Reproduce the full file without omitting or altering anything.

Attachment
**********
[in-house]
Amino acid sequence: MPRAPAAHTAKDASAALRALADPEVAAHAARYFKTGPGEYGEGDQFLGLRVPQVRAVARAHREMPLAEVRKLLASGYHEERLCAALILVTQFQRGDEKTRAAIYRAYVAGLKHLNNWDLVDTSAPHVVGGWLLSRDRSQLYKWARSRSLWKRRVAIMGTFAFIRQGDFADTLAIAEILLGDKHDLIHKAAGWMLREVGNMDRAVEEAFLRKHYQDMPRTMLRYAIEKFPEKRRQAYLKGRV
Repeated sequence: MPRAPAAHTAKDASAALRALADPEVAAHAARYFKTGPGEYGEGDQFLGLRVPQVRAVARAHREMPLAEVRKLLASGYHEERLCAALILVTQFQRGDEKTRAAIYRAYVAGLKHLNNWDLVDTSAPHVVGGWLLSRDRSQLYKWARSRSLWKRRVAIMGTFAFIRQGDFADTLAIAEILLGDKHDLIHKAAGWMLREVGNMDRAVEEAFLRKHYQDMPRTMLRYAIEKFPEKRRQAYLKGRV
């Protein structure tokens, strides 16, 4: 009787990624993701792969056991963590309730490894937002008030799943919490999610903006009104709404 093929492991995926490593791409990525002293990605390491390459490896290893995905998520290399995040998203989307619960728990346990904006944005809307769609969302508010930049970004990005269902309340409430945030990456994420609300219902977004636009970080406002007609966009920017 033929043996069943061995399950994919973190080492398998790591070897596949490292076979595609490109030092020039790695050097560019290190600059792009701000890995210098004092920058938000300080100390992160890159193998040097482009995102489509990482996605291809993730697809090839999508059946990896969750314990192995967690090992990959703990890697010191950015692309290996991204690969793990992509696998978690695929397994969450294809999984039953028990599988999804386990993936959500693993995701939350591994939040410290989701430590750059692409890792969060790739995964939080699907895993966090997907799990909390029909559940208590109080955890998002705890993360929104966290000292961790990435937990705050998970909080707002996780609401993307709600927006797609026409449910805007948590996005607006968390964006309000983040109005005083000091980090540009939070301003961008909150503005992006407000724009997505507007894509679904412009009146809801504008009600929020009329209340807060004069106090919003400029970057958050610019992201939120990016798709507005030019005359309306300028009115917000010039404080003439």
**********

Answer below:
[in-house]
Amino acid sequence: MPRAPAAHTAKDASAALRALADPEVAAHAARYFKTGPGEYGEGDQFLGLRVPQVRAVARAHREMPLAEVRKLLASGYHEERLCAALILVTQFQRGDEKTRAAIYRAYVAGLKHLNNWDLVDTSAPHVVGGWLLSRDRSQLYKWARSRSLWKRRVAIMGTFAFIRQGDFADTLAIAEILLGDKHDLIHKAAGWMLREVGNMDRAVEEAFLRKHYQDMPRTMLRYAIEKFPEKRRQAYLKGRV
Repeated sequence: MPRAPAAHTAKDASAALRALADPEVAAHAARYFKTGPGEYGEGDQFLGLRVPQVRAVARAHREMPLAEVRKLLASGYHEERLCAALILVTQFQRGDEKTRAAIYRAYVAGLKHLNNWDLVDTSAPHVVGGWLLSRDRSQLYKWARSRSLWKRRVAIMGTFAFIRQGDFADTLAIAEILLGDKHDLIHKAAGWMLREVGNMDRAVEEAFLRKHYQDMPRTMLRYAIEKFPEKRRQAYLKGRV
């Protein structure tokens, strides 16, 4: 009787990624993701792969056991963590309730490894937002008030799943919490999610903006009104709404 093929492991995926490593791409990525002293990605390491390459490896290893995905998520290399995040998203989307619960728990346990904006944005809307769609969302508010930049970004990005269902309340409430945030990456994420609300219902977004636009970080406002007609966009920017 033929043996069943061995399950994919973190080492398998790591070897596949490292076979595609490109030092020039790695050097560019290190600059792009701000890995210098004092920058938000300080100390992160890159193998040097482009995102489509990482996605291809993730697809090839999508059946990896969750314990192995967690090992990959703990890697010191950015692309290996991204690969793990992509696998978690695929397994969450294809999984039953028990599988999804386990993936959500693993995701939350591994939040410290989701430590750059692409890792969060790739995964939080699907895993966090997907799990909390029909559940208590109080955890998002705890993360929104966290000292961790990435937990705050998970909080707002996780609401993307709600927006797609026409449910805007948590996005607006968390964006309000983040109005005083000091980090540009939070301003961008909150503005992006407000724009997505507007894509679904412009009146809801504008009600929020009329209340807060004069106090919003400029970057958050610019992201939120990016798709507005030019005359309306300028009115917000010039404080003439």